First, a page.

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The U.S. Is Expanding Cambodia Visa Bans Over Last Month’s ‘Flawed’ Election

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The U.S. announced new visa restrictions against Cambodian officials responsible for “anti-democratic” actions taken in the run-up to the country’s election last month, which was widely condemned by rights groups and international observers as flawed and illegitimate.

The State Department said Wednesday that it was extending a previous round of travel bans passed against an undisclosed number of Cambodia officials in December. The sanctions came amid a crackdown on dissent that disbanded the country’s chief opposition party and left domestic media and independent institutions in tatters ahead of the July 29 national election. In a statement, the White House said the poll was “neither free nor fair and failed to represent the will of the Cambodian people.”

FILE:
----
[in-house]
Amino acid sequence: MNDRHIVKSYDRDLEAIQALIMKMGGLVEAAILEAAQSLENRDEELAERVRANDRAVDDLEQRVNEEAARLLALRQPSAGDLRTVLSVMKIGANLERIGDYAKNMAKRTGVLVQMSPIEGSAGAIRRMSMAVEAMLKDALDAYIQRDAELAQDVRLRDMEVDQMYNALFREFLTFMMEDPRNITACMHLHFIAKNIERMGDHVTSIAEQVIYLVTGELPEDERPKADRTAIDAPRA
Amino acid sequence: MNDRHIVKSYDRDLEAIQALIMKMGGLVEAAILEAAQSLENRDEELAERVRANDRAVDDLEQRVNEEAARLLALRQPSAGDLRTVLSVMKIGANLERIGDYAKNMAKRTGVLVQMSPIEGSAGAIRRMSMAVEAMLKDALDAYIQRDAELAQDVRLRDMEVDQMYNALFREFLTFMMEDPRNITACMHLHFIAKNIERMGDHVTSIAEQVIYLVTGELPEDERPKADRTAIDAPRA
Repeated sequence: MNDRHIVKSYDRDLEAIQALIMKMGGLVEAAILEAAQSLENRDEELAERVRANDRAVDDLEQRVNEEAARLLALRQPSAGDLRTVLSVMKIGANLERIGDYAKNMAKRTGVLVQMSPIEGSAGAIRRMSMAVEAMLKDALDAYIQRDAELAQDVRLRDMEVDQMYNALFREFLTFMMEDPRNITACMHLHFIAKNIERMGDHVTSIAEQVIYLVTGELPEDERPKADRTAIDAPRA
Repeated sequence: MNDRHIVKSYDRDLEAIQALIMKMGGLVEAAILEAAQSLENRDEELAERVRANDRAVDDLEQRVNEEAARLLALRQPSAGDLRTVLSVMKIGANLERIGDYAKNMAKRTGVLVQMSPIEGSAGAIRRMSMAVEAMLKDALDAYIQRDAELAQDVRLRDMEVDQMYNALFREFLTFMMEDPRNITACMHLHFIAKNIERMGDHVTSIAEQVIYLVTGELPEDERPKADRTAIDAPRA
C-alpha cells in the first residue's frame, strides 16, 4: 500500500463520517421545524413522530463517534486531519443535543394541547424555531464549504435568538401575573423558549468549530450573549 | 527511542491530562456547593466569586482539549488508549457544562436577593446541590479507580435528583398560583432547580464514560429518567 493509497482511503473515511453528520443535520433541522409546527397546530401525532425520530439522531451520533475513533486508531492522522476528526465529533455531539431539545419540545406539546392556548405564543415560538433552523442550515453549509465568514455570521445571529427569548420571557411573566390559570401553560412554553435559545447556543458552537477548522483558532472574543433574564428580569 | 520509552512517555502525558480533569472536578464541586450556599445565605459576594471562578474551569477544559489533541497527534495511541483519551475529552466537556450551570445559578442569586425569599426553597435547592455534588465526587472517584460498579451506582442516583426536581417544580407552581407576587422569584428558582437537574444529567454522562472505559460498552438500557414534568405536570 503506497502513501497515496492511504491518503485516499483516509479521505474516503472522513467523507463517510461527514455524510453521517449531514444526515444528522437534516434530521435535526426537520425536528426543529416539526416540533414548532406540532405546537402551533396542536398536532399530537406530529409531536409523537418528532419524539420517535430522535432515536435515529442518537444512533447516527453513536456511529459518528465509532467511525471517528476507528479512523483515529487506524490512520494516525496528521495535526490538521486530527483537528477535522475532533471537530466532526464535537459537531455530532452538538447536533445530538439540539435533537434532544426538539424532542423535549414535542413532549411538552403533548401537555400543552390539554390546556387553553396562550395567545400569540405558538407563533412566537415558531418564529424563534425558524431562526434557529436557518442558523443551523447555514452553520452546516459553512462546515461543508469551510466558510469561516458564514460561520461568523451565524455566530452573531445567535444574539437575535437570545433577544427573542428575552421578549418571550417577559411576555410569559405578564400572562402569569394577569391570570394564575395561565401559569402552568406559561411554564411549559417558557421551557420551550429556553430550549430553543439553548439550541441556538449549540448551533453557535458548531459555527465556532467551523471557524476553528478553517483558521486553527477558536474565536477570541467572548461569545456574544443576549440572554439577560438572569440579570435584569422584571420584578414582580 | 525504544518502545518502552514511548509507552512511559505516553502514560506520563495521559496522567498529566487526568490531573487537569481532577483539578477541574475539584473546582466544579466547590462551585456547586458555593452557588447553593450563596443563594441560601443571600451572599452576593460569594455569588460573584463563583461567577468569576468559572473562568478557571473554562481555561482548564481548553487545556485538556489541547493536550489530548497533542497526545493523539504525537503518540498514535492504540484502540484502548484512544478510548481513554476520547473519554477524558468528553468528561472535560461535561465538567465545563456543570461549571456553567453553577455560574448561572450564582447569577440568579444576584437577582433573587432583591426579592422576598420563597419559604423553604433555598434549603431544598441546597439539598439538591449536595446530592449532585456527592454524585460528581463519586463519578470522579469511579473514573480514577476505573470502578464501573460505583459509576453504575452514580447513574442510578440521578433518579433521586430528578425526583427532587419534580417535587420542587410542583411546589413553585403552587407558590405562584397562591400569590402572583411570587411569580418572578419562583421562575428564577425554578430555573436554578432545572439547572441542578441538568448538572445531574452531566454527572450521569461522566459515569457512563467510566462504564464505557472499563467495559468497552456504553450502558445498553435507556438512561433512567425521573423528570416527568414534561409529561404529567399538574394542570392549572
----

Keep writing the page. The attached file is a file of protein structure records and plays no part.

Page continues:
The new visa restrictions will pick out individuals “both within and outside the Cambodian government” responsible for “the most notable anti-democratic actions taken in the run-up to the flawed July 29 election,” State Department spokesperson Heather Nauert said in a press briefing on Wednesday.

“We reiterate our call for the Cambodian government to take tangible actions to promote national reconciliation by allowing independent media and civil society organizations to fulfill their vital roles unhindered,” Nauert said, calling for the release of Cambodian political prisoners, including imprisoned opposition party president Kem Sokha.

Read more: Dissenting Voices Stifled Ahead of Cambodia’s Contentious Election

The announcement came the same day that Cambodia’s National Election Committee released the poll’s official results, which showed longtime Prime Minister Hun Sen’s ruling Cambodian People’s Party (CPP) winning all 125 seats contested. The CPP also swept Senate elections in February.

The number and identities of those included in the State Department’s new round of visa bans were not released. The Cambodia Democracy Act of 2018, which the U.S. House passed last month, identified 17 figures as potential sanctions targets, including Hun Sen and two of his children, as well as five state ministers and the country’s anti-corruption chief.

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Write to Eli Meixler at eli.meixler@time.com